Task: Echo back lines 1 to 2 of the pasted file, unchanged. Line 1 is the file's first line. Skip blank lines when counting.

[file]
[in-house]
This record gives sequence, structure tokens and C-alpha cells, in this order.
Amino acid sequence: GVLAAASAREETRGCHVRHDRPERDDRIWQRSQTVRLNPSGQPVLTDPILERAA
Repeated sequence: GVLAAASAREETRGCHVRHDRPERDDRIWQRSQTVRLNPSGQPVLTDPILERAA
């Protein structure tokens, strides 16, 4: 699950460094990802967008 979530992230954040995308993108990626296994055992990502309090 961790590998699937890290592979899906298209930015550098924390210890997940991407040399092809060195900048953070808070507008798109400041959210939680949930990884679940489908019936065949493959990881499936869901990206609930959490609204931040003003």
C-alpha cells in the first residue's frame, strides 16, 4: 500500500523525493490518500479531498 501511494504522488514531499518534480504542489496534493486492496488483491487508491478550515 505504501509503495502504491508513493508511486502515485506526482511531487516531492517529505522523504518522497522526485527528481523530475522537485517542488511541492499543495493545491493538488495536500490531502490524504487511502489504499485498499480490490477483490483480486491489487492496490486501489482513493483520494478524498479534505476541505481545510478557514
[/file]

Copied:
[in-house]
This record gives sequence, structure tokens and C-alpha cells, in this order.